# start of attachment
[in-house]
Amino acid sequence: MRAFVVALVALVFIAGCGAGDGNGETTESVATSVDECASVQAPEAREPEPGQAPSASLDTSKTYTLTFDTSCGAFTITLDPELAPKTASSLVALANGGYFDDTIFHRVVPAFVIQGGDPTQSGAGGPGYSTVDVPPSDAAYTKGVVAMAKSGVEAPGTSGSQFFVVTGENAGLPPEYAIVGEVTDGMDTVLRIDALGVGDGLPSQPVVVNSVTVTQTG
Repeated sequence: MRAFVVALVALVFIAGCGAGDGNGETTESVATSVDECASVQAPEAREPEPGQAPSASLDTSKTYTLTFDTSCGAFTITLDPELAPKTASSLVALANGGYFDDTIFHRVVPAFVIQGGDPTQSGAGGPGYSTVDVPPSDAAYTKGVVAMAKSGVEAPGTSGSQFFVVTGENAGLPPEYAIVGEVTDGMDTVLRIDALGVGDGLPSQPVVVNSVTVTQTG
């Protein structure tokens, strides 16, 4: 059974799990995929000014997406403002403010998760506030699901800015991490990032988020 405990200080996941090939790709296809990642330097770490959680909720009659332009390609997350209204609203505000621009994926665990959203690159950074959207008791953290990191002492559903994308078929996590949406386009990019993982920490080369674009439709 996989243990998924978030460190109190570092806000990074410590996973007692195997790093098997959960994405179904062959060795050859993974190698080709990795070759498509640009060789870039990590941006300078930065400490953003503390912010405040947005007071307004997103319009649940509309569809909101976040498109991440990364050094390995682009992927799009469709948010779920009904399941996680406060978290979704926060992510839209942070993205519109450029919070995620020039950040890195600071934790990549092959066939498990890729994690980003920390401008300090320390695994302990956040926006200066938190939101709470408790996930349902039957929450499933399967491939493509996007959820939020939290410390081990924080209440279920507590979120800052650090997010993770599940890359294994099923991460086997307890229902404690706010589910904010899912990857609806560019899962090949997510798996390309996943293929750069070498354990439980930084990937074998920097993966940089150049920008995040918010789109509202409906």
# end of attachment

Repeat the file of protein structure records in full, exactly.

[in-house]
Amino acid sequence: MRAFVVALVALVFIAGCGAGDGNGETTESVATSVDECASVQAPEAREPEPGQAPSASLDTSKTYTLTFDTSCGAFTITLDPELAPKTASSLVALANGGYFDDTIFHRVVPAFVIQGGDPTQSGAGGPGYSTVDVPPSDAAYTKGVVAMAKSGVEAPGTSGSQFFVVTGENAGLPPEYAIVGEVTDGMDTVLRIDALGVGDGLPSQPVVVNSVTVTQTG
Repeated sequence: MRAFVVALVALVFIAGCGAGDGNGETTESVATSVDECASVQAPEAREPEPGQAPSASLDTSKTYTLTFDTSCGAFTITLDPELAPKTASSLVALANGGYFDDTIFHRVVPAFVIQGGDPTQSGAGGPGYSTVDVPPSDAAYTKGVVAMAKSGVEAPGTSGSQFFVVTGENAGLPPEYAIVGEVTDGMDTVLRIDALGVGDGLPSQPVVVNSVTVTQTG
């Protein structure tokens, strides 16, 4: 059974799990995929000014997406403002403010998760506030699901800015991490990032988020 405990200080996941090939790709296809990642330097770490959680909720009659332009390609997350209204609203505000621009994926665990959203690159950074959207008791953290990191002492559903994308078929996590949406386009990019993982920490080369674009439709 996989243990998924978030460190109190570092806000990074410590996973007692195997790093098997959960994405179904062959060795050859993974190698080709990795070759498509640009060789870039990590941006300078930065400490953003503390912010405040947005007071307004997103319009649940509309569809909101976040498109991440990364050094390995682009992927799009469709948010779920009904399941996680406060978290979704926060992510839209942070993205519109450029919070995620020039950040890195600071934790990549092959066939498990890729994690980003920390401008300090320390695994302990956040926006200066938190939101709470408790996930349902039957929450499933399967491939493509996007959820939020939290410390081990924080209440279920507590979120800052650090997010993770599940890359294994099923991460086997307890229902404690706010589910904010899912990857609806560019899962090949997510798996390309996943293929750069070498354990439980930084990937074998920097993966940089150049920008995040918010789109509202409906």